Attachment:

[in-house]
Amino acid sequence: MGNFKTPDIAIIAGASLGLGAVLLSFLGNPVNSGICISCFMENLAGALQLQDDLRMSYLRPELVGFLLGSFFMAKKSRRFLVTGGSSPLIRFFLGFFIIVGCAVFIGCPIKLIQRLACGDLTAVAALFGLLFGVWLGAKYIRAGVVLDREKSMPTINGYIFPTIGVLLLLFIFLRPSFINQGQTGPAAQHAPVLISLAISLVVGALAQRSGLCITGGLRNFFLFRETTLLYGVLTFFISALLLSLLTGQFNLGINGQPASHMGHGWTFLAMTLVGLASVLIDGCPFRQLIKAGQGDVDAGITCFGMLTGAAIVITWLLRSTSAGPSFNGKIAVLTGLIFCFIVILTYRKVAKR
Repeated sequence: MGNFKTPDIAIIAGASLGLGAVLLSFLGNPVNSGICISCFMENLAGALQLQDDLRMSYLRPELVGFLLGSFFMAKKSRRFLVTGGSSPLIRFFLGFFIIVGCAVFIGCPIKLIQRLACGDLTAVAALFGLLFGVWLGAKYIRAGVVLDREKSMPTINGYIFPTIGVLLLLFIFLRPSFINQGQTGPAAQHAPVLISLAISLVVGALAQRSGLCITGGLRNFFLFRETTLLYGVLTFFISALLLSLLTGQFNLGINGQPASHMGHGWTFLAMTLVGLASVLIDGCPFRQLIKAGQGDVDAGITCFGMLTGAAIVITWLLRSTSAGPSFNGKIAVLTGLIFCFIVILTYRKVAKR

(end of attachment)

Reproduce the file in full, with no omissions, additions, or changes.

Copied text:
[in-house]
Amino acid sequence: MGNFKTPDIAIIAGASLGLGAVLLSFLGNPVNSGICISCFMENLAGALQLQDDLRMSYLRPELVGFLLGSFFMAKKSRRFLVTGGSSPLIRFFLGFFIIVGCAVFIGCPIKLIQRLACGDLTAVAALFGLLFGVWLGAKYIRAGVVLDREKSMPTINGYIFPTIGVLLLLFIFLRPSFINQGQTGPAAQHAPVLISLAISLVVGALAQRSGLCITGGLRNFFLFRETTLLYGVLTFFISALLLSLLTGQFNLGINGQPASHMGHGWTFLAMTLVGLASVLIDGCPFRQLIKAGQGDVDAGITCFGMLTGAAIVITWLLRSTSAGPSFNGKIAVLTGLIFCFIVILTYRKVAKR
Repeated sequence: MGNFKTPDIAIIAGASLGLGAVLLSFLGNPVNSGICISCFMENLAGALQLQDDLRMSYLRPELVGFLLGSFFMAKKSRRFLVTGGSSPLIRFFLGFFIIVGCAVFIGCPIKLIQRLACGDLTAVAALFGLLFGVWLGAKYIRAGVVLDREKSMPTINGYIFPTIGVLLLLFIFLRPSFINQGQTGPAAQHAPVLISLAISLVVGALAQRSGLCITGGLRNFFLFRETTLLYGVLTFFISALLLSLLTGQFNLGINGQPASHMGHGWTFLAMTLVGLASVLIDGCPFRQLIKAGQGDVDAGITCFGMLTGAAIVITWLLRSTSAGPSFNGKIAVLTGLIFCFIVILTYRKVAKR